North East ISD Institutes Clear-Bag Policy for Fall Athletic Events

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Clear bags are given out to 2018 NCAA Final Four attendees for security purposes.

Bonnie Arbittier / Rivard Report

Attendees carry clear bags at the 2018 NCAA Men's Final Four at the Alamodome.

In a letter sent Tuesday to North East Independent School District families, Athletic Director Karen Funk announced the district would add an unprecedented new layer to its already stringent security policies at the district’s central athletic complex.

Starting in the fall, guests attending games at NEISD athletic venues will be required to follow a clear-bag policy, a security measure also used at the Alamodome.

The policy is unusual among Texas school districts, according to D.W. Rutledge, executive director of the Texas High School Coaches Association. He said that NEISD is the first district he knows of to implement such a policy.

The new policy prohibits camera bags, large purses, backpacks, computer bags, coolers, or luggage of any kind. The only approved bags are small clutches, about the size of a person’s hand, or clear totes and storage bags.

“The overriding purpose was to improve our security, but with that increase in security measures, there was also the hope that we would give our customers confidence that they could safely enjoy our sport and athlete events,” Funk wrote in the Tuesday letter.

However, NEISD has not had any violent incidents or arrests at any of its sporting events in the past three years, spokeswoman Aubrey Chancellor told the Rivard Report.

A survey of local districts by the Rivard Report showed no other Bexar County school districts currently have such a policy.

Funk’s announcement comes two years after NEISD, which serves 67,000 students, added gate security measures at the district’s athletic arenas that requires guests to walk through metal detectors, have their bags inspected, and in some cases undergo metal detector wanding.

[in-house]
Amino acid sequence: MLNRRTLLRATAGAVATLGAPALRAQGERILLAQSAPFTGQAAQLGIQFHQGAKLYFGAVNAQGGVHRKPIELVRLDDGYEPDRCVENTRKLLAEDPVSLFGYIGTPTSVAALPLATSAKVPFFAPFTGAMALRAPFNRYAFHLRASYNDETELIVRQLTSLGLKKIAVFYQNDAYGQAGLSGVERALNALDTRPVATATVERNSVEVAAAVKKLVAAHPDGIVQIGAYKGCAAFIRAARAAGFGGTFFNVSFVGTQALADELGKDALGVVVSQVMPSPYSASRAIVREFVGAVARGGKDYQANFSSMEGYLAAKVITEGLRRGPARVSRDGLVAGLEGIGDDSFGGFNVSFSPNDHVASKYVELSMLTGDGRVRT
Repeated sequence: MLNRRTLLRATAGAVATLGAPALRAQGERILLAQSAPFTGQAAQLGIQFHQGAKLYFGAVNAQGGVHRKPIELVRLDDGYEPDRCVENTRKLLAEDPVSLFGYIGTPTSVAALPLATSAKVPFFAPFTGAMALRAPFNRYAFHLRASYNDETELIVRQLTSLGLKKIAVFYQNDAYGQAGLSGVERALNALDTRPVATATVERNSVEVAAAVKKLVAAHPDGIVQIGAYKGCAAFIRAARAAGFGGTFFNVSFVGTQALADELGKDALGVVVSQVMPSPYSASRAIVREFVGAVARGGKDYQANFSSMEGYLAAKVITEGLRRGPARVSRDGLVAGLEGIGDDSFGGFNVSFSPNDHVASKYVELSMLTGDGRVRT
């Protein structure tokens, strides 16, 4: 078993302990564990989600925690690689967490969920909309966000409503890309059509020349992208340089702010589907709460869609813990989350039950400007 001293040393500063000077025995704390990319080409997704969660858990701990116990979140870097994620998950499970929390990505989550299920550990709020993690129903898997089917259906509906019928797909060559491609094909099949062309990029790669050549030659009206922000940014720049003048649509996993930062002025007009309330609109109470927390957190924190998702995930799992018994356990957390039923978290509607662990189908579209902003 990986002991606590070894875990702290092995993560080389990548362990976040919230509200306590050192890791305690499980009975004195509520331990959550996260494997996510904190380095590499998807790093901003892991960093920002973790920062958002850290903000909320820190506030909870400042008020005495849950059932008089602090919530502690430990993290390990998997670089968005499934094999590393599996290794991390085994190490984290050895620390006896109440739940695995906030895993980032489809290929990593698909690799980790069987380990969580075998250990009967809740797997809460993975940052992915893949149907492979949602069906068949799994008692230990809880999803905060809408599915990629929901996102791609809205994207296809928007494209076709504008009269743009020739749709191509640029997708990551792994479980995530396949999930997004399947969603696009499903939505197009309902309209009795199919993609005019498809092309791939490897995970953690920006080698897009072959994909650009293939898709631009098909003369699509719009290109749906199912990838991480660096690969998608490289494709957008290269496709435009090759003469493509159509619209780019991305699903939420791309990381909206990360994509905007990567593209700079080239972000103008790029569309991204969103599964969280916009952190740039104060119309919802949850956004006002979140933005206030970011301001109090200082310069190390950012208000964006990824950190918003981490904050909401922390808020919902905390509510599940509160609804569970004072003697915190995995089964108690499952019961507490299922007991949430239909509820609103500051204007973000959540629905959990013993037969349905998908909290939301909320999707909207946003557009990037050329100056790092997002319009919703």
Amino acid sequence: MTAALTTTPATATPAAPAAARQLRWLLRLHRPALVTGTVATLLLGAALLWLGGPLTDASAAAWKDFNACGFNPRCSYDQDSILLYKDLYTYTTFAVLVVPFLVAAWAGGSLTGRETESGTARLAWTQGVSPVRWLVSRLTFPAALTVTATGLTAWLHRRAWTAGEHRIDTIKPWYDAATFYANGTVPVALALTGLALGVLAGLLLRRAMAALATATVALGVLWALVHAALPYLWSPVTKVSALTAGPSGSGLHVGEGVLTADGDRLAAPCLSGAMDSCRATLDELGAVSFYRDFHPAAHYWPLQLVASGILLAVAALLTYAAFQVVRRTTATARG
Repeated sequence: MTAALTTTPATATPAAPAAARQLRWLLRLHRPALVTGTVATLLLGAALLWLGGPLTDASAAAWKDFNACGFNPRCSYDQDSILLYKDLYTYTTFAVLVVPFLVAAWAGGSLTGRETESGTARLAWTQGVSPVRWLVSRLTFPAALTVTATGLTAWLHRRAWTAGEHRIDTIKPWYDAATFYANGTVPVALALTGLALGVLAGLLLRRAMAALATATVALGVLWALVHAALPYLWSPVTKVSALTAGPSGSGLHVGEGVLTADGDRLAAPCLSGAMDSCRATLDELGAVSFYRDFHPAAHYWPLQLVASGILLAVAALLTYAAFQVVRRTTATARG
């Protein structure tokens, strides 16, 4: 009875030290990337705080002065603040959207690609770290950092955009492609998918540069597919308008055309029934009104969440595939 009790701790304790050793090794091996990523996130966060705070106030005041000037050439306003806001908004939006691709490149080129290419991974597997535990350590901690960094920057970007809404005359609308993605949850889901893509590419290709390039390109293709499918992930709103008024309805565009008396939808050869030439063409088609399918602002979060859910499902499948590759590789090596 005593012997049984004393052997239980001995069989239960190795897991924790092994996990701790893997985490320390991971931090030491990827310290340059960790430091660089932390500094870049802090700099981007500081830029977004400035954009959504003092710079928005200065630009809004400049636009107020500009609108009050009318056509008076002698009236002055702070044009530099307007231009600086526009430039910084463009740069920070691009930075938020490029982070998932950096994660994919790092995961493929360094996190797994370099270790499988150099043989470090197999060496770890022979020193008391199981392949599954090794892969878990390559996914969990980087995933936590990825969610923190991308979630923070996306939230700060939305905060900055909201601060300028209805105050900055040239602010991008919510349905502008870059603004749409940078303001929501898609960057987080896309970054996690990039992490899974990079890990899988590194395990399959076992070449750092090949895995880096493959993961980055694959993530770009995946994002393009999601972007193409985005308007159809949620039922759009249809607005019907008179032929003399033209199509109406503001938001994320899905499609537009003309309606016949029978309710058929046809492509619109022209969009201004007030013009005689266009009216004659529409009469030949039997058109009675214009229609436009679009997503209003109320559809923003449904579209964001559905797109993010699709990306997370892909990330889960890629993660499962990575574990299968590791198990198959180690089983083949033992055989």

Rutledge said adding metal detectors and wanding is more common than the bag policy, but it is still unusual for school districts, which have athletic venues with far smaller seating capacity than the 64,000-seat Alamodome or NFL stadiums, where clear-bag policies originated in 2013.

“You see it more at the [professional] level, but not very often at high schools,” Rutledge said. “I’m sure it is just a trickle down effect [from bigger stadiums] … so it makes sense for such a large district.”

Whereas metal detectors and wanding come at an expense to the district, enforcing the use of clear bags does not cost the district anything, Rutledge said. The cost of obtaining a clear bag is put on the guest.

Funk said the new policy would streamline security measures and increase the speed of entry to games.

The clear-bag policy and other bag restrictions are already in place at two arenas in the city, including the Alamodome. The Alamodome’s policy took effect in June 2017. The AT&T Center, with a seating capacity of more than 18,000 for San Antonio Spurs games, limits the size of bags and prohibits backpacks but does not require clear bags.

NEISD officials said that the district changed its policy, in part, to align its policy with professional stadiums, but also due to recent events, such as the school shooting in Parkland, Florida, that have highlighted the issue of student safety nationwide this past year.

“We are always talking about safety and how we can possibly improve it, and obviously there were a couple of events this year that makes it kind of more forefront of the conversation,” Chancellor said. “But it is something that we discuss with everything.”

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